The candidacy of onetime frontrunner and GOP establishment favorite Jeb Bush is in dire straits, and Wednesday night may be a make-or-break moment. After Jeb’s anemic showing at the last GOP debate — he failed to get Trump to apologize for insulting his wife, then meekly shrugged it off before accepting a low-five from the then-frontrunner — it’s really all on the line.
His campaign is drastically tightening its belt, cutting staff and salaries in an apparent effort to hibernate through the currently unfriendly climate and make a resurgence in time for the caucuses. Jeb’s campaign conceded in a memo that “the contours of this race have changed from what was anticipated at the start.”
Maybe Wednesday is the night the Establishment learns it needs to cut Jeb lose if it wants any chance of beating Trump. They may have another hope in Jeb’s fellow Florida pol, Senator Marco Rubio, who has risen past Bush and is trailing only Carson and Trump in Iowa and national polls.
After Carly Fiorina’s dramatic — though factually loose — railing against Planned Parenthood and take-charge performance at the last debate, she saw a brief surge in the polls, but also increased scrutiny for both her disastrous tenure as CEO of Hewlett-Packard and the fact that the macabre images of abortion she described were not actually in the Planned Parenthood “sting” videos.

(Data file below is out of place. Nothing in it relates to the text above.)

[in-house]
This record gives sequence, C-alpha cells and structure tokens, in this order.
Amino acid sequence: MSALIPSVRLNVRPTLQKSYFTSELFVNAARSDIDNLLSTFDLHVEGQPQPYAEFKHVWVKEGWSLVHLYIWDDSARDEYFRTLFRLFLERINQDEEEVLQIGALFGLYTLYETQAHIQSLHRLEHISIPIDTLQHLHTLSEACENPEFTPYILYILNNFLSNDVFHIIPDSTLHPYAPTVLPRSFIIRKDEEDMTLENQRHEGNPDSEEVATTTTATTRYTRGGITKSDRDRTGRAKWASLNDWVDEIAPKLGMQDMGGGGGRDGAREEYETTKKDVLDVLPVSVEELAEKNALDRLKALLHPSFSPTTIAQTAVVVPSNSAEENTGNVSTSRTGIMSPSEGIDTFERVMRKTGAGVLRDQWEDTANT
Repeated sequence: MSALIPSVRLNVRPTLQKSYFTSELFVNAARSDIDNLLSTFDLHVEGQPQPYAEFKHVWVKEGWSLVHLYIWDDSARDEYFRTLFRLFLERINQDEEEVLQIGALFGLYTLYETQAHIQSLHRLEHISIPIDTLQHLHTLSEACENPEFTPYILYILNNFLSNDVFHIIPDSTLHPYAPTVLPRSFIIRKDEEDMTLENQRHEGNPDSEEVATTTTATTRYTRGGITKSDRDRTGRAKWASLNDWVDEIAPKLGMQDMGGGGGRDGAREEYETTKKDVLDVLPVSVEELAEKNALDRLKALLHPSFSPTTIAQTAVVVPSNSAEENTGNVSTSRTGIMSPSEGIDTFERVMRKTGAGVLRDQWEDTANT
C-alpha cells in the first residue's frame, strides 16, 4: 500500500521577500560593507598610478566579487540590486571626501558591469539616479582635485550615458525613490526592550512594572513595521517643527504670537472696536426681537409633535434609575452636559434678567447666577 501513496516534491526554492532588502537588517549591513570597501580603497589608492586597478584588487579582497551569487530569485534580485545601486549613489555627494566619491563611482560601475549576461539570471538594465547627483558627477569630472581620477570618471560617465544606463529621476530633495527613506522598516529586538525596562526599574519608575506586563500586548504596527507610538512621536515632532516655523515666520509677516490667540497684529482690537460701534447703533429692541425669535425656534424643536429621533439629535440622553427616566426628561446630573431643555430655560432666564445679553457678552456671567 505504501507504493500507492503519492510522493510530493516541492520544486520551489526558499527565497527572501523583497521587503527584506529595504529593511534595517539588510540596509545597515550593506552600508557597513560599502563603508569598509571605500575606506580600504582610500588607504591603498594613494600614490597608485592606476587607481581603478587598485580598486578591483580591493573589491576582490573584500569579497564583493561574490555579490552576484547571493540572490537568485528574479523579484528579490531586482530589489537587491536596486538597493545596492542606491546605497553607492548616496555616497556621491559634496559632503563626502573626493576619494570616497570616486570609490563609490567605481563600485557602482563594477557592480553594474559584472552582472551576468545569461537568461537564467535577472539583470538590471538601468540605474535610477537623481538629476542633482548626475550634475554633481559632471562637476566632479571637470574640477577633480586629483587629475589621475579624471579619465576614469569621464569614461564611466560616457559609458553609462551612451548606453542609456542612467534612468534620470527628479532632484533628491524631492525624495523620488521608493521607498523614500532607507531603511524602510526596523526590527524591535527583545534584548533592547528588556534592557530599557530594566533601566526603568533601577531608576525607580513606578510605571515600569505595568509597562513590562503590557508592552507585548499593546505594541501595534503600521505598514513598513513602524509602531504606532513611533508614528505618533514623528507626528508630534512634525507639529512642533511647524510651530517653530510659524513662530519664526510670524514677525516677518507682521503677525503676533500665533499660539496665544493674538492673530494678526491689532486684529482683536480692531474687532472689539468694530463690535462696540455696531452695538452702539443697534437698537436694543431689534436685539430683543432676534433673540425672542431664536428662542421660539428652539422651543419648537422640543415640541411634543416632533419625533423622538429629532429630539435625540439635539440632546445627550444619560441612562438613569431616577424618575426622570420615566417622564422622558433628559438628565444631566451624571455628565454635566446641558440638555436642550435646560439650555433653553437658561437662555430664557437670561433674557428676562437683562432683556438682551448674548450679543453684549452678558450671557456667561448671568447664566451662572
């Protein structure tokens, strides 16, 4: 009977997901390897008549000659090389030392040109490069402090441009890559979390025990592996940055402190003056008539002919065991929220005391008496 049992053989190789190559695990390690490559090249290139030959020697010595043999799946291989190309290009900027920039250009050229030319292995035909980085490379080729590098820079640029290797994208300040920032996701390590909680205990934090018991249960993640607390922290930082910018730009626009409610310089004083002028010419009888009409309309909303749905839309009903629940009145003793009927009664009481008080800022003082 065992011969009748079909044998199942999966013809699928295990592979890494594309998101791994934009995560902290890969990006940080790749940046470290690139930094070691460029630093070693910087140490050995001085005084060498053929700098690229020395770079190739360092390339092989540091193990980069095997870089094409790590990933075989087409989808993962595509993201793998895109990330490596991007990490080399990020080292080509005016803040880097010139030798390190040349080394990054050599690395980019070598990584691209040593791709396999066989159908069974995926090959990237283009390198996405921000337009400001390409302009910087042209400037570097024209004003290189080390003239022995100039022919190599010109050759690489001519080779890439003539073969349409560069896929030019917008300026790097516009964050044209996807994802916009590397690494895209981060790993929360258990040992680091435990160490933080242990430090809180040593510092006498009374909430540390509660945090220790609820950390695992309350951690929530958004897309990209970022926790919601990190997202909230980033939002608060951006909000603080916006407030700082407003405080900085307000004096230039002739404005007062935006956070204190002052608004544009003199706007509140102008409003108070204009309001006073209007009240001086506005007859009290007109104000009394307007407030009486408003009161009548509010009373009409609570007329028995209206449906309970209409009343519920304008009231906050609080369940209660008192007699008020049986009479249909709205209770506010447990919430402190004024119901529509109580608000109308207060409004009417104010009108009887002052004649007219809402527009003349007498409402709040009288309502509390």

Compared to fellow political gatecrashers Trump and Carson, she’s just not as good at drawing media attention. Despite the widespread trumpeting that she had won September’s debate, she steps up to the podium on Wednesday night polling more or less where she was a month ago.
Pataki notwithstanding, John Kasich has settled into a little niche as the primary’s most credible moderate. (Okay, “moderate” may be stretching it. But the Ohio governor who expanded Medicaid in his state is practically a radical when you compare him to this crew.) Ever since his surprise edging out of Rick Perry (remember him?) for a top-ten podium spot in the first GOP debate, he has held on to a tenuous position as the grown-up in the room. And in the days leading up to the debate, he hasn’t been shy telling his fellow candidates how insane they and their policies are.
Watch the side fights, as Tea Party favorite Ted Cruz and #1 Kim Davis fan Mike Huckabee each tries to outdo the other in the social conservative front. Rand Paul and Chris Christie will resume their ongoing quarrel, which might be most succinctly summed up as a dispute over just how much the government ought to “get tough” — whether it pertains to domestic surveillance, drug policy, or military action abroad — pitting Paul’s libertarian, non-interventionist streak against Christie’s I-was-there-on-9/11-so-I-don’t-want-to-hear-about-the-Fourth-Amendment-and-also-I’m-coming-for-your-legal-marijuana platform.
And don’t forget — there are eight more Republican primary debates after this one. Pass the popcorn.
Illustration: DonkeyHotey via Flickr (Although depicted, Scott Walker [upper L] is no longer in the race.)
The debates will air on CNBC Wednesday night at 6 pm and 8 pm ET.